Wednesday, December 30, 2009
Lack of integration among legacy healthcare systems and applications means a continued reliance on manual processes that can introduce high risk errors into critical medical data. And isolated systems can compromise a provider's ability to follow an individual patient's care seamlessly from intake to treatment to aftercare.
While healthcare providers recognize that integration can help them achieve better service levels, many have been reluctant to proceed because of the critical nature of healthcare systems. But the approach to integration need not be a radical one of system rip and replace, nor does it have to precede through the development of system-by-system integration solutions.
Service Oriented Architecture (SOA) is a standards-based approach to integrating IT resources that can enable you to leverage existing assets, while at the same time building an infrastructure that can rapidly respond to new organizational challenges and deliver new dynamic applications. The SOA approach can help free application functionality from its underlying IT architecture and make existing and new services available for consumption over the network.
To derive a new value from existing services and go beyond simple point-to-point integration, you will need to combine and orchestrate these services in a business process. You will want to connect them in a coordinated manner, for example, have the result(s) from one service be the input to another service and have branching logic based on the outcome. Of course, you can use Java, C#, or another programming environment to call the services and manage the processes and data, but there is an easier, declarative way.
An important standard in the SOA world is BPEL, or Business Process Execution Language, which serves as the glue to tie SOA-based services (Web services) together into business processes -- at least the portions that can be automated. The resulting BPEL process can itself be exposed as a Web service, and therefore, be included in other business processes.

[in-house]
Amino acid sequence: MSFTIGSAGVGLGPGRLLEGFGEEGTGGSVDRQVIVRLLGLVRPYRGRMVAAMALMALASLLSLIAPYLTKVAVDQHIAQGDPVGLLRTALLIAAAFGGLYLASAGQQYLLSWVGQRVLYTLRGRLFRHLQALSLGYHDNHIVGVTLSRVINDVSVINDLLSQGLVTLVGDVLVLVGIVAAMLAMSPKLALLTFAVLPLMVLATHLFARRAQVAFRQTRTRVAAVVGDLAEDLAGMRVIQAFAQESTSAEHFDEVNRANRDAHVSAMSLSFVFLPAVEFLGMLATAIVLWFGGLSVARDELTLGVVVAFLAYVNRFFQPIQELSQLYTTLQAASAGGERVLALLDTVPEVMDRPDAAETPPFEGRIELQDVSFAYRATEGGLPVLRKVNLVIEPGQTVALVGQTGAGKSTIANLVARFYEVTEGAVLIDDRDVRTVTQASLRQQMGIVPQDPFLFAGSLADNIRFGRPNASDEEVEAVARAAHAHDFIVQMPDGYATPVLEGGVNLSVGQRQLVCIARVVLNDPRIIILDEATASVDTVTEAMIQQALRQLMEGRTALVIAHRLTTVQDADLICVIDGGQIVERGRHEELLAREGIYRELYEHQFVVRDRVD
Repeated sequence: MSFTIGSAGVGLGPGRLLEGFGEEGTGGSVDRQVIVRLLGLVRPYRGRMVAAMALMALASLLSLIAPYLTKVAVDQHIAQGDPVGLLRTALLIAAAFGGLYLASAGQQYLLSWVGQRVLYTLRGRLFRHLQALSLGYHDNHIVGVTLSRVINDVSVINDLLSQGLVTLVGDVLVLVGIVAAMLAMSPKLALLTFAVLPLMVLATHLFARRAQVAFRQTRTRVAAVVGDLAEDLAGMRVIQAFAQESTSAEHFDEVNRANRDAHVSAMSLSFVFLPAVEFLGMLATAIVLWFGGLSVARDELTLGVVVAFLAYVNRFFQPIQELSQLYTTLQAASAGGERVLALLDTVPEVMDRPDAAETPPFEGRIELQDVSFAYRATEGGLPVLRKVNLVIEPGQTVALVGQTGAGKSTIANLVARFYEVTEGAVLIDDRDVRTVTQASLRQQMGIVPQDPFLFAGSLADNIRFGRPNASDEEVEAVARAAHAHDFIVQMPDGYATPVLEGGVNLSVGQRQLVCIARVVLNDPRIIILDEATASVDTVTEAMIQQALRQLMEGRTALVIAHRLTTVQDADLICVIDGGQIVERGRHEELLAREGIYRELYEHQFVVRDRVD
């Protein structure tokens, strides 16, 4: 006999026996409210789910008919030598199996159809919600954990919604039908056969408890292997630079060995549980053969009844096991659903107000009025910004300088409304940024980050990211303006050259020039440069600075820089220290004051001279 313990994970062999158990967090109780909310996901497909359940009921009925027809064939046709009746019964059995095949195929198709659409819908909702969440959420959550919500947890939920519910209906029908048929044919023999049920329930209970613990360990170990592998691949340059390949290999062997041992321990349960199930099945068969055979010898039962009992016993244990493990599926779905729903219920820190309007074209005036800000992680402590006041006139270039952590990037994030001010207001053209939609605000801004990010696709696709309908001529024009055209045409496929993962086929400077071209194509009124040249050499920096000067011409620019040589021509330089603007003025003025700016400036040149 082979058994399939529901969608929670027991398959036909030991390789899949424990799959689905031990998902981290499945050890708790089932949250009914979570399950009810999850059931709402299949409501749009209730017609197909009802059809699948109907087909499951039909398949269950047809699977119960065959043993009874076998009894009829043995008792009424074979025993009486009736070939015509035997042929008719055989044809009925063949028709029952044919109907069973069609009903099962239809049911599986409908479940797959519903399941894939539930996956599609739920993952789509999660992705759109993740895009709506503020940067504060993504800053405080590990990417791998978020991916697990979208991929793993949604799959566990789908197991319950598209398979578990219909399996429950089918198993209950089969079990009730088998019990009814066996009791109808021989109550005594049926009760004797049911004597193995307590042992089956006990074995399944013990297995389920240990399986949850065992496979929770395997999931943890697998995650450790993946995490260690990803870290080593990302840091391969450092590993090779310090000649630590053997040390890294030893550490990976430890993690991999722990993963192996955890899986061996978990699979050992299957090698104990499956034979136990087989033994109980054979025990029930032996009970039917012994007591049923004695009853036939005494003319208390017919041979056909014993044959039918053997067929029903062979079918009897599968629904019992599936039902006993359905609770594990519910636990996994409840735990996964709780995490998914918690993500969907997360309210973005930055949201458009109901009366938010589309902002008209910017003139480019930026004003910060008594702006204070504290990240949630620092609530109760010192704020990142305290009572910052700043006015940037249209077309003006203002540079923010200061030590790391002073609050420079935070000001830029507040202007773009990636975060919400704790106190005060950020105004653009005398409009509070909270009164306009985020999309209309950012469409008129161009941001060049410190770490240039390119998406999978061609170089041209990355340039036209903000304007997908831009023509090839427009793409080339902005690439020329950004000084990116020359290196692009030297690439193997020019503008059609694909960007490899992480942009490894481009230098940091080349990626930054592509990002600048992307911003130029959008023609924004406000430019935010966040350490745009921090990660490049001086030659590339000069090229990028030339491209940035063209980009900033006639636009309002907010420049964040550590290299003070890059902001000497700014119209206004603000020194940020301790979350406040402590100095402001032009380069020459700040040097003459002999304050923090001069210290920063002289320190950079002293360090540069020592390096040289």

The BPEL standard says nothing about how people interact with it, but BPEL in the Oracle Inc. BPEL Process Manager (to be discussed in my next post) includes a Human Workflow component (shown in the figure below) that provides support for human interaction with processes.
BPEL and User Interaction
I began an introduction to BPEL and human workflow towards the bottom of my December 14 post. Click here for a good deal more on this topic.
Humans can be involved in business processes as a special kind of implementation of an activity. To facilitate this, a new BPEL activity type called human task is required. From the point of view of the BPEL business process, a human task is a basic activity, which is not implemented by a piece of software, but realized by an action performed by a human being. In the drag-and-drop design pallet shown in the figure above, the actor of a human activity can be introduced into a BPEL process by using your mouse. A human activity can be associated with different groups of people, one for each generic human role.
People dealing with business processes do so by using a user interface. When human activities are used, the input data and output data must be rendered in a way that the user can interpret. More on this in upcoming posts.